Nautical instruments, charts, oilskins and weapons – all were found at the stores of the Danish Navy and willingly lent to the expedition. Private firms sponsored other important items such as quinine, vitamins, beverages and canned food. The large Danish company ØK – the East Asiatic Company (EAC) – offered to transport the collected objects home to Denmark at no cost.
As the leader of the expedition, Axel Bojsen-Møller did not have any scientific background: his knowledge was solely based on a foundation of professional experience as the manager of the agricultural college and a profound interest in ethnography.
During the exhibition, Axel Bojsen-Møller was accompanied by an ethnographer and a zoologist, while the crew of the ship consisted of a captain, a first officer, a cook and two ordinary seamen as well as the author, Hakon Mielche.
The Monsoon Expedition – as it was called – left Denmark on 16 October 1933, and the route was down the English Channel to the Bay of Biscay and on to Tenerife. From there, they were to cross the Atlantic and continue through the Panama Canal into the Pacific where the first goal was the Galapagos Islands followed by the Marquesas Islands, Tahiti, Samoa, Fiji, New Caledonia, Vanuatu, the Solomon Islands and New Guinea. The expedition had received introduction letters to foreign governments and Danish consulates from the Danish Foreign Ministry.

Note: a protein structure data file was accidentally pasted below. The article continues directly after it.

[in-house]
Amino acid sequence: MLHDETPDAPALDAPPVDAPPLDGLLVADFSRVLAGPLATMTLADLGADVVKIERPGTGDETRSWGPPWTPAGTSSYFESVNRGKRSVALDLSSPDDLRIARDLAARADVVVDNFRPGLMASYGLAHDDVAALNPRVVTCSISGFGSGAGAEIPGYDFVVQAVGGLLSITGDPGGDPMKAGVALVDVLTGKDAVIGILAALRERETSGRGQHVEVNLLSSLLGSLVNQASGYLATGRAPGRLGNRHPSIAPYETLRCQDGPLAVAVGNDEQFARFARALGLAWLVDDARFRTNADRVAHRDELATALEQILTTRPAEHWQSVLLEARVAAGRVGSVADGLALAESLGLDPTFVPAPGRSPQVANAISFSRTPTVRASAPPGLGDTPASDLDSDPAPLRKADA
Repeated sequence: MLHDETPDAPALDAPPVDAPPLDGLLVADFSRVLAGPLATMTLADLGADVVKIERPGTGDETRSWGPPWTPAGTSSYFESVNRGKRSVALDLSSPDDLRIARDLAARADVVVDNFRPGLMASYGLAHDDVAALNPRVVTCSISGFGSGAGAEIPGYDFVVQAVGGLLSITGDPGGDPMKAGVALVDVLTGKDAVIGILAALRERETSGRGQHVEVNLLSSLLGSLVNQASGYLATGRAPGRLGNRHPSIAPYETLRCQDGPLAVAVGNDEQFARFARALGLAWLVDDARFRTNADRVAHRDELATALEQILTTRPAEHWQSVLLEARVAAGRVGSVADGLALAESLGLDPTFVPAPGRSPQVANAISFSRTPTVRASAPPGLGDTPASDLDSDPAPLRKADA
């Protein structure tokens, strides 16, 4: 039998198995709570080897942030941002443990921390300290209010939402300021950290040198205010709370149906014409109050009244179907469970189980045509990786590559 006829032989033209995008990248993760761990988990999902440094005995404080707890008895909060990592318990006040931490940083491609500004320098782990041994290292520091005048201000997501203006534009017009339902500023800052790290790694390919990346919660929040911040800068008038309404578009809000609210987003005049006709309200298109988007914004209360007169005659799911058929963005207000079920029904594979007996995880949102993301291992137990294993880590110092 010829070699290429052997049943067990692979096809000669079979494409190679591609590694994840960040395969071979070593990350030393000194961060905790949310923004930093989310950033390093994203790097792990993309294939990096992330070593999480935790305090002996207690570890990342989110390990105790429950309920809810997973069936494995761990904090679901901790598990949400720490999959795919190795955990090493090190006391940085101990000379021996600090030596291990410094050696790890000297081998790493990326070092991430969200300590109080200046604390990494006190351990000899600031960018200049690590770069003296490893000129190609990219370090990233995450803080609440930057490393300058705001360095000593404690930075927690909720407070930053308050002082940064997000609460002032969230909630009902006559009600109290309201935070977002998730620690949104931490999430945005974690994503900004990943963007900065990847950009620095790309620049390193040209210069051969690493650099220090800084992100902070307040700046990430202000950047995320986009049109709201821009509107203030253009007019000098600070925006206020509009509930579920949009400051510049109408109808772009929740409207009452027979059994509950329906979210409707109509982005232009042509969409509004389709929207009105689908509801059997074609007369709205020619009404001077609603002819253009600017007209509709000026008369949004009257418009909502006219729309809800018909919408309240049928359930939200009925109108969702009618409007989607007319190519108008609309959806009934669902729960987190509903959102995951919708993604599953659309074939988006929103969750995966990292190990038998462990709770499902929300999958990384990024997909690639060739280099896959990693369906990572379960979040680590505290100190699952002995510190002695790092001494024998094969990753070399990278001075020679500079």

In August 1934, when the Monsoon had reached the island Vanikoro in the Santa Cruz Islands, they encountered a hurricane-like storm where the sea suddenly rose and mountains of water surged down on the ship that was pushed over the coral reef and was sunk. It is a true miracle that both the crew and the dog survived this violent wreck. During the following days, through hard labor, miraculously they were able to save the ethnographic artifacts they had on board and bring them to shore from the wrecked ship. Then the artifacts were dried and packed in large crates that were made from the bulkheads of the ship.
After being marooned for two months on Vanikoro, the castaways obtained passage to Tulagi on the Solomon Islands, and here they had to wait for another two weeks for a copra steamer that would take seven members of the expedition and the collected ethnographic artifacts, first to Kavieng on New Ireland and then on to Europe, however the first officer had got a berth on board a ship bound for Australia. Axel Bojsen-Møller continued to New Guinea to live out his boyhood dreams of leading an expedition into the unexplored interiors of the island.
In Kavieng on New Ireland, Bojsen-Møller met McGregor, a former hunter of birds of paradise, who told Bojsen-Møller that large parts of New Guinea were unknown to white people, and that it was possible to find lots of curios, as he called ethnographic objects such as masks, figures and weapons. He also told him that the natives made dugouts with stone axes, and carvings with sharp sea shells, animal teeth or knives made from bamboo. They also conserved the heads of both their deceased relatives and the enemies they had killed.